Nurses Inspired by Mesothelioma Families’ Strength, Love
Every year at the beginning of June, the International Mesothelioma Program at Brigham and Women’s Hospital holds a memorial service to honor the patients and families who have lost loved ones to mesothelioma. Every year, I leave more in awe of the all-encompassing feelings of love that transcends through the families for their lost loved ones.
The loved ones of the mesothelioma victims share their journey with the illness, and the loss of their loved one, in a way that we all relate to: a personal, intimate way. The staff that knows the patient and family during the snapshot in time they were being diagnosed and treated for mesothelioma, sees a different side of the patients. The man who loved to celebrate anything with a cake and candles, the woman who talked to strangers and befriended them, the romantic side of a man who appeared rough.
How do the families do it? Return and share their painful stories and relive a time and place that holds such painful memories? We look in awe at the survivors and secretly think – no way could I handle what they have handled with such grace and dignity.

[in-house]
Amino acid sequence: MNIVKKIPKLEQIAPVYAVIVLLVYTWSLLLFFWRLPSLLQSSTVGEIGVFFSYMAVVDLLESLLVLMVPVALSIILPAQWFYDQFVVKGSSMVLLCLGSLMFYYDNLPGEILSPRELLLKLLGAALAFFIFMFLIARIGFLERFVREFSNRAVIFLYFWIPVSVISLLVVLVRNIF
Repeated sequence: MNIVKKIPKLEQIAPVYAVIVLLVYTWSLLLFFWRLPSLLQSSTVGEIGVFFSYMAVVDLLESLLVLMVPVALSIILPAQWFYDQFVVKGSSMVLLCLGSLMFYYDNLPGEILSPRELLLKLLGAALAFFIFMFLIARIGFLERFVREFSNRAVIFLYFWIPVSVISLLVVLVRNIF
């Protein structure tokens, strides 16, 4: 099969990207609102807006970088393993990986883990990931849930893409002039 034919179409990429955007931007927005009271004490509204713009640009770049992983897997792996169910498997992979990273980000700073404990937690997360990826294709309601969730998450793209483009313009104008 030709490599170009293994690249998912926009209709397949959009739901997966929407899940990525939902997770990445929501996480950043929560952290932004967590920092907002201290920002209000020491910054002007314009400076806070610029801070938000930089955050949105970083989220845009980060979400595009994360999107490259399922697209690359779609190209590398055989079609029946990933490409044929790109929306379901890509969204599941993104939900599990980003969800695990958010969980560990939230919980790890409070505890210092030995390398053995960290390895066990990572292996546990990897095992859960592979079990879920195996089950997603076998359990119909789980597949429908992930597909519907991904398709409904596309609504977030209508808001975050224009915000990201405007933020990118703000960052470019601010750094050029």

You would think that this would be a very sad day. Although there is sadness, there is also hope. Hope that mesothelioma patients in the future can have a long life with the disease; that advances in science will lead to a cure. A realization that hope cannot be the plan, it comes with advances in diagnosis and treatment and research. Progress is being made, although it seems slow, it is in the right direction.
There is also recommitment to work harder, study harder, think outside the conventional way that we have been thinking about mesothelioma. There are now faces and families for the researchers to make that human connection, like the 70 year old man with epithelioid mesothelioma.
We empathize with the families for sharing their stories, we are touched by their generosity of spirit, we pray for them, and we thank them for coming and re-energizing us.
The survivors’ lives are captured in words from a Bono song, “There is no end to grief……….and there is no end to love.”
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